There’s been a lot of attention paid lately to the 13 percent statistic: the portion of chief administrative officers in local governments that are women stands at 13 percent, roughly the same figure it was in the 1980s. It’s an important issue, and a complicated one, and I asked my colleague Jan Perkins for some thoughts on it. Jan served as city manager in Fremont and Morgan Hill, California, and is now a senior partner with our consulting firm, Management Partners. She is also an ICMA Liaison and a founding board member of Women Leading Government. Here’s what she wrote:
“Forty years ago, as Helen Reddy’s feminist anthem “I Am Woman” was topping the charts, I attended the University of Kansas’ first conference on women in public administration. We couldn’t find a woman who ran a local government to come talk to us, so instead we invited Cissy Farenthold, an attorney who was running for Texas governor at the time. Another candidate, a guy named Jimmy Carter, also came and spoke to us about the inspiration he’d drawn from his wife and mother.
“This week I’m heading to KU again for a similar gathering, the Inspiring Women in Public Administration Conference. This year we’ll hear from two city managers, a county prosecutor, a director of public works, a retired police chief, a few professors – all of them women who have risen to top jobs in the field.
“When you look at statistics about how many women lead local governments, it’s easy to forget how much progress has been made in the past few decades. As a student finishing my MPA in 1975, I was one of three women in the city-manager track at KU. Now many women see public administration as a viable career path, and at least anecdotally there is evidence that many MPA programs are majority female. The number of women in local government was so small at the time that we could all fit in a small room at an IMCA conference; now the women’s luncheon at ICMA takes up an entire ballroom.
“But we still have a long way to go. We need more women at the top in all leadership positions – city manager, county manager, certainly department heads. For a lot of reasons, family responsibilities still largely fall to women, and that can be a problem. As more women are elected to office, the numbers of women in the top administrative offices will hopefully continue to increase.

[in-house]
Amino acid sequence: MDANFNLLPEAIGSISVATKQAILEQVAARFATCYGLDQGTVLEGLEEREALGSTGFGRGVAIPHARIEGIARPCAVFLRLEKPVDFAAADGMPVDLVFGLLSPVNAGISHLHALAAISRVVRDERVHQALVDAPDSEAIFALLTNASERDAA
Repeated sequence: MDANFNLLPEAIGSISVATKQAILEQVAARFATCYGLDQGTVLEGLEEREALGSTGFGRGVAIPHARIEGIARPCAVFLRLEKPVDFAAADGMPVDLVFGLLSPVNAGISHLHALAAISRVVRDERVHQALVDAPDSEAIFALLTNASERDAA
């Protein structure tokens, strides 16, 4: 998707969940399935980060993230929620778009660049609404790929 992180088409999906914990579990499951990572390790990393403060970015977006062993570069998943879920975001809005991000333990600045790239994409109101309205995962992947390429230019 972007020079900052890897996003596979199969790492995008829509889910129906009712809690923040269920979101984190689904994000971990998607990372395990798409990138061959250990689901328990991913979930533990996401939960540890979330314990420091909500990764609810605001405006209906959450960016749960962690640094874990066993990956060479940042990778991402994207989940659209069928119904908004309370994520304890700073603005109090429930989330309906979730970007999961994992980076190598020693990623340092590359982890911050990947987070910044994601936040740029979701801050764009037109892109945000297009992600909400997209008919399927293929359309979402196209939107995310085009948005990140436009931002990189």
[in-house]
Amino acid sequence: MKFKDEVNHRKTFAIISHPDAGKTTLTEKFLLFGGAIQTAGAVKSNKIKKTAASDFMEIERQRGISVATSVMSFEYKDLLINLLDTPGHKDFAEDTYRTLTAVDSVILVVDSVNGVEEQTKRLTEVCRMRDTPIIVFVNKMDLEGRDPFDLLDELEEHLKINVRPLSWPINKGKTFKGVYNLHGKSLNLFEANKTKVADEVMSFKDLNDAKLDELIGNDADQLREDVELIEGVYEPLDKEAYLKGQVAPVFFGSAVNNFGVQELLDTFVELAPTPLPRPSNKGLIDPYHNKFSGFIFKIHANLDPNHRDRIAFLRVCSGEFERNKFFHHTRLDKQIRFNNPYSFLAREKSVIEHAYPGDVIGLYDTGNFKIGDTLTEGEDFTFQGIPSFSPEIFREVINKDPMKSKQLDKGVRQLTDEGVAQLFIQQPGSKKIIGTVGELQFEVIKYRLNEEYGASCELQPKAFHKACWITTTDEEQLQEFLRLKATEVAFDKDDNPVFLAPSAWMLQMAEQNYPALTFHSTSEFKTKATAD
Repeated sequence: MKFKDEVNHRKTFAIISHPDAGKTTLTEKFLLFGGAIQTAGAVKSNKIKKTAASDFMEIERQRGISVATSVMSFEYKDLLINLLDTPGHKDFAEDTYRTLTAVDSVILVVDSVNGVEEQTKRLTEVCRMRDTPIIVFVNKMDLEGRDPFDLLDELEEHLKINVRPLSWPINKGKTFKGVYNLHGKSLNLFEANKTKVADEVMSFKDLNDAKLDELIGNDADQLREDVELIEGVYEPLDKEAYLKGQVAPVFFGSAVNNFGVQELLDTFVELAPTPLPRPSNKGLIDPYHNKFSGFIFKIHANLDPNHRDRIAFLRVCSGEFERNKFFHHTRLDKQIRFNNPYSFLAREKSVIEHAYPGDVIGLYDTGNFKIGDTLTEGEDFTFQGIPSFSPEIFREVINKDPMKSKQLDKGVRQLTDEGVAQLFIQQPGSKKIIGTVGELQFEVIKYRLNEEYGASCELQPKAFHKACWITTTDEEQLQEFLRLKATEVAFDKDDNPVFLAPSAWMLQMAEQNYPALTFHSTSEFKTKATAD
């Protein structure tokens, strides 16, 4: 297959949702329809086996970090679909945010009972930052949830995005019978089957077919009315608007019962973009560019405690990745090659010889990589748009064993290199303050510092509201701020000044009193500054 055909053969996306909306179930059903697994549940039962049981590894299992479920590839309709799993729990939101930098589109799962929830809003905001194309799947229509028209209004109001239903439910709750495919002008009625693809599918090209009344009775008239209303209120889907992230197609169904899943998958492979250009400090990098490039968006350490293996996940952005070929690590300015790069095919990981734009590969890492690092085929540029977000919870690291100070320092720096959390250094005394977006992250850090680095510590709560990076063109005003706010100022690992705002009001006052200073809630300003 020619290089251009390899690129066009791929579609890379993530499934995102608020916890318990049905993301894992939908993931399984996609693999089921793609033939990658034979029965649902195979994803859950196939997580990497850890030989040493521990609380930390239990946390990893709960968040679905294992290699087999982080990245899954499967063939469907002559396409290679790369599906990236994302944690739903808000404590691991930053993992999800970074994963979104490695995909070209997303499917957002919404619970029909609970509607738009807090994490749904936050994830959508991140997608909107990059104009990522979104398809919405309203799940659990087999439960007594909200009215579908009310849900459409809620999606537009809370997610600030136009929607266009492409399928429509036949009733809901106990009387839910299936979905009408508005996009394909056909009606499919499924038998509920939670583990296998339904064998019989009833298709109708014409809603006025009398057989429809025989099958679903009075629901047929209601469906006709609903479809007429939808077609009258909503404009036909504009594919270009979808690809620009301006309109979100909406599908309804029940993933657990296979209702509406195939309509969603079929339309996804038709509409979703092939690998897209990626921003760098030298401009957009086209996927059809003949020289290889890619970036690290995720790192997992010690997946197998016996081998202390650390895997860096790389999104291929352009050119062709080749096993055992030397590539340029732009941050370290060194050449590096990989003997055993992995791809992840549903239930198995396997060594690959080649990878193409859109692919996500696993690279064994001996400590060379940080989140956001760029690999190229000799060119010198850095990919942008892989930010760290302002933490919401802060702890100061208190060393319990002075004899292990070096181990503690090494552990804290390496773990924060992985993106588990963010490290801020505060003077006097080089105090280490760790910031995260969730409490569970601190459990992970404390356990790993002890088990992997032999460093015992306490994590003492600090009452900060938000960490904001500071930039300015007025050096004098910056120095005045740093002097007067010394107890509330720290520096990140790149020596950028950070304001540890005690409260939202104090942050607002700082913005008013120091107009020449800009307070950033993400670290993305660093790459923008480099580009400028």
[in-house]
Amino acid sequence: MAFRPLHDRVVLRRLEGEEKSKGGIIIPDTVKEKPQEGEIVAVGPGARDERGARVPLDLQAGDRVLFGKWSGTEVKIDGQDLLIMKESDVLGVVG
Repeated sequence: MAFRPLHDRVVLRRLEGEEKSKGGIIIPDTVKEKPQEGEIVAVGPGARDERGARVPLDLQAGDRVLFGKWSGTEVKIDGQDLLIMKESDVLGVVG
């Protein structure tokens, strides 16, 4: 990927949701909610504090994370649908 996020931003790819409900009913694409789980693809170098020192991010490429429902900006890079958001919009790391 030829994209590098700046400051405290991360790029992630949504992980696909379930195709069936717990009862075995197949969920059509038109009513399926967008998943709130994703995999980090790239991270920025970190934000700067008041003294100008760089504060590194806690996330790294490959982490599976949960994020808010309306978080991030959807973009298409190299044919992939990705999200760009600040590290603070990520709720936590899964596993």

“One important response that women can do is to gather, network, exchange stories and ideas the way we did in 1975 and the way we’ll do this week at the Inspiring Women conference. There’s a belief that women don’t always support other women – one of our sessions 40 years ago was entitled, “Women Working Together: Conflict or Cooperation?” – but I have not found that to be true. During my career I was privileged to lead two California cities, Fremont and Morgan Hill, as city manager, and if it wasn’t for women supporting other women, I don’t think I would have gotten there.
“In addition to being aware of the issue, women do need to actively create ways of supporting and encouraging each other. There are so many ways for us to do that! I think it’s significant that, after that first KU women in public administration conference, the event went on hiatus until 2012 – but now it’s held every year as women in local government realize the importance of being together and learning from each other. In addition to the resources offered by Emerging Local Government Leaders, there’s ICMA’s Women Leading Government and initiatives in California, Illinois, Arizona, Kansas, Florida, Texas, Colorado and other states. ICMA’s Preparing the Next Generation program has also been a key supporter of Women Leading Government endeavors. Progress is definitely being made!
“By all means, we as women should aim for increasing levels of responsibility and leadership as we concentrate on our careers. But don’t forget to encourage and support other women too. Together we can break that ‘glass ceiling’ and celebrate the many successes that the past 40 years have brought.”
Jerry Newfarmer is part of the GovLoop Featured Blogger program, where we feature blog posts by government voices from all across the country (and world!). To see more Featured Blogger posts, click here.